To kick off ICL’s Farmer Spotlight Series – a collection of blogs centered around farmers in southern Idaho who are putting the planet first at their farms – we sat down with Rich Bupp of Twin Falls.
Rich is the Executive Director of EarthKnowSys, an Idaho-based nonprofit that helps farmers and other natural resource managers select more sustainable practices for their operations. This includes helping farmers incorporate regenerative agriculture practices and serving as a problem-solving “pit crew” for others. Rich uses his educational background in water resources management and agriculture systems management daily in his work.
When it comes to environmental impact, agriculture often gets a bad rap. Conventional practices are known for pollution of nearby water sources, degradation of the land, and harmfully impacting the atmosphere. Here in Idaho, these negative impacts can be seen across the state. But some farms are changing their ways.
Regenerative agriculture practices, including the ones Rich educates others about, prioritize soil health and water conservation – leading to a healthier and more sustainable use of the land, a smaller carbon footprint, and higher yields for farmers. As more farmers adopt these practices, regenerative agriculture is appearing to be the future of Idaho food.
Growing up on a dairy farm in Pennsylvania, Rich experienced firsthand the trials and tribulations of both conventional and regenerative farming. Given the hilly terrain of his family’s farm and the consistent rain Pennsylvania gets, surface soil erosion was a regular battle on their farm. In an effort to save their soil, the Bupp family began implementing low/no tilling practices in the 1980s. This opened the door for Rich to begin his own career pursuing water and soil conservation, specifically in the agricultural industry.
Today, Rich helps other farmers embark on their own regenerative agriculture journeys. He customizes unique regenerative approaches for each farm he works with. Given that fear often comes with changing operations, Rich eases farmers into change by starting small. He works on simple, inexpensive initial projects with the goal of using less synthetic inputs like fertilizers, pesticides, and herbicides – allowing farmers to experience and learn about unconventional approaches without the worry of possibly losing a harvest. He also starts the conversation about reducing soil disturbance and introduces farmers to low and no till techniques, while also providing mechanical support for new equipment.
Along with implementing trial projects, Rich works as a “counselor” for the farming community. He talks to individuals about their concerns with changing their operations and overcoming the “cultural growing pains” that come with leaving behind conventional practices that have dominated agriculture for the last 50+ years in Idaho.
By helping more farmers alter their operations to prioritize high plant residues and low disturbance on the soil, Rich is not only improving the soil’s quality and reducing environmental impact – he is teaching farmers practices that will help them for generations to come. Farmers are able to see firsthand how regenerative agriculture leads to reduced soil erosion, smarter water use, higher yields, and a better environmental impact – all while ensuring the upfront costs don’t hurt their operations. By placing monetary benefits on the positive impacts regenerative agricultural practices brings, Rich is able to demonstrate the economic viability and prosperity that can be achieved from unconventional farming. While Rich may not “start” anyone on regenerative practices, he plays the critical role of “helping farmers continue to try to perfect their systems.”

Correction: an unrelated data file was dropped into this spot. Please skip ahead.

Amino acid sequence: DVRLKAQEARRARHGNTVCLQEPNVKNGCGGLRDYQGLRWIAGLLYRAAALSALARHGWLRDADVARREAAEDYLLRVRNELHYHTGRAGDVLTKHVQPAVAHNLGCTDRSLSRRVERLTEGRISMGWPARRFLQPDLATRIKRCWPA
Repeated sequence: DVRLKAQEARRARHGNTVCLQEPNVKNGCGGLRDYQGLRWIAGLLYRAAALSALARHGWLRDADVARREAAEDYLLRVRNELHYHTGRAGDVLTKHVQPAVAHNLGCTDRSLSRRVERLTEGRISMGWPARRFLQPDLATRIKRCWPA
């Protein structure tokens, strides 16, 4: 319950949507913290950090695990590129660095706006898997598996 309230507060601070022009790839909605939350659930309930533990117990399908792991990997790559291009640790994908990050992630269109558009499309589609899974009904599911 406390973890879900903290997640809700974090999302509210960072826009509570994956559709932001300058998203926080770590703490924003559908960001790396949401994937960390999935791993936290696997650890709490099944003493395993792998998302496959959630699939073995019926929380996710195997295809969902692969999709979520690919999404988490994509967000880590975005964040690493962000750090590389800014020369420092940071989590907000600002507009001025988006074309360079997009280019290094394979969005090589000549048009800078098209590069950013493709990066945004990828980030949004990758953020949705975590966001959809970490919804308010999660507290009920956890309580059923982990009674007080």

Rich’s nonprofit, EarthKnowSys, recently applied for a grant from the Idaho Department of Agriculture that would allow for the establishment of The Agriculture Ecosystem Academy. This would be a mobile organization that would provide training, education, and other supportive resources for regenerative farming. If they receive the funding, this program would further educate and assist farmers across the state to begin or continue their own regenerative agriculture operations.
Agriculture is a massive industry in Idaho – we’re ranked in the top 10 in the U.S. for production of more than 25 crops and livestock. The size of this industry makes it a key component in efforts to combat climate change in Idaho, which is one of ICL’s goals.
Another one of ICL’s goals is to restore the Snake River as it flows through southern Idaho to safe, swimmable, fishable conditions. The agriculture industry plays a huge role in this mission as well, as pollutants from farms and dairies have polluted the Snake and its aquifer for decades. These factors show that regenerative agriculture can help both restore the Snake River and improve the industry’s impact on the environment – all while making farmers more successful and prepared for a future facing the impacts of a changing climate.
Stay tuned for the next installment of our Farmer Spotlight Series, or get them sent right to you by signing up for our Snake River emails. Want to take immediate action for the Snake River? Let Idaho leaders know you value the health and safety of our groundwater and the Snake River and want to see it restored to safe, swimmable and fishable conditions by clicking the button below.